Trinity College Dublin Reviews
Main attraction is the Old Library Jun 10, 2011
Trinity College, also called University of Dublin, was founded in 1592. Today it is a huge complex of which only a few areas are interesting for tourists.
There’s Parliament Square and the buildings that surround it, but I didn’t think the architecture with tacky Greek columns was that interesting. There was also quite some construction going on at the square when I was there, the Campanile was almost hidden from view and I’m pretty sure that took away most of the atmosphere.
There’s the Chapel, Exam Halls, Reading Rooms and Dining Rooms, but those are barely worth visiting. The main reason anyone would want to visit Trinity College is the Old Library. In this Library there’s an exhibition on several ancient books and they all look amazing. The handwriting in all of them is impeccable, and the drawings are all pieces of art. The big showstopper of the exhibition is of course the famous Book of Kells, two of the four volumes are on display and they are amazing. They were created in the year 800 and it is a miracle they survived in such a great condition.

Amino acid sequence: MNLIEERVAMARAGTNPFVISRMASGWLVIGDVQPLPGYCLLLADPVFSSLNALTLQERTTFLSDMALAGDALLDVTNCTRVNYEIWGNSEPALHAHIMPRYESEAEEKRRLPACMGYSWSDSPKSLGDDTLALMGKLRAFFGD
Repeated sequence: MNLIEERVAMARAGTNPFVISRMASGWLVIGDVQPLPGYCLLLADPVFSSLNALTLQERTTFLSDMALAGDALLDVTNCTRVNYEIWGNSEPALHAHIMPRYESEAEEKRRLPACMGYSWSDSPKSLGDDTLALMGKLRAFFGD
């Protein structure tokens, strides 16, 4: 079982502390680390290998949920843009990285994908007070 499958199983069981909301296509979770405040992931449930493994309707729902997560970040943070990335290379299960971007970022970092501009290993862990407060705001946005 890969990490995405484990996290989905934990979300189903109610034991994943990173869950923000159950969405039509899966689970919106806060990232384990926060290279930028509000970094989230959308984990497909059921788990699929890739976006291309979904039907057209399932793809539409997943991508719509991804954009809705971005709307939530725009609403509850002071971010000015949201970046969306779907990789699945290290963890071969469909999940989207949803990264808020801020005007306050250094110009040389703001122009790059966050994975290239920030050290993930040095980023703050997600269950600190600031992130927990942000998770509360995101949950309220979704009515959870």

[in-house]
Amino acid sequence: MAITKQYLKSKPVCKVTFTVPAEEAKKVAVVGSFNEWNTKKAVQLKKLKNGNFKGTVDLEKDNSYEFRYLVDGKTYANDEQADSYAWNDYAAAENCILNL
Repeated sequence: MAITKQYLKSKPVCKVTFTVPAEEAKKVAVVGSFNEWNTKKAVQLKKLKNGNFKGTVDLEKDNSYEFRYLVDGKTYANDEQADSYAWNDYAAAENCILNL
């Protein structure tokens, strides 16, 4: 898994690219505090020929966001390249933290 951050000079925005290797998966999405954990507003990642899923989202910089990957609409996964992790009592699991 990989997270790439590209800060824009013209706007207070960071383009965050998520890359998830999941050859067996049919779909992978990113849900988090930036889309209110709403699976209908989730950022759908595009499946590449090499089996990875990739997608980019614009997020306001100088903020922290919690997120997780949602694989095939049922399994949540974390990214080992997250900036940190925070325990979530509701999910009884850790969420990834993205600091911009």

The exhibition leads to the long hall of the library, where there are over 200,000 priceless old manuscripts and printed books. You’re not allowed to go near the books, but several are on display in the middle path. It is an extremely atmospheric place that even has that particular smell of old books.
When you’re at Trinity College, don’t forget to go to the New Square. Outside Berkeley Library is the fascinating sculpture ‘Sphere within Sphere’ by the Italian sculptor Arnaldo Pomodoro. Right next to this Berkeley Library is an interesting looking building marked on the college map as ‘Museum Building’. Its architecture is a bit classic Italian and even though the large wooden door was closed when we were there, we took a dare and pushed it open. We ended up in a beautiful hall with a gorgeous ceiling and columns of several colours of marble. There’s also a skeleton of an enormous deer that has been extinct for 11,000 years. Tourists are not supposed to go beyond the hall, but we enjoyed wandering around that hall immensely.
Part of the Dublin 2011 travel blog
Part of the list Delightful Dublin
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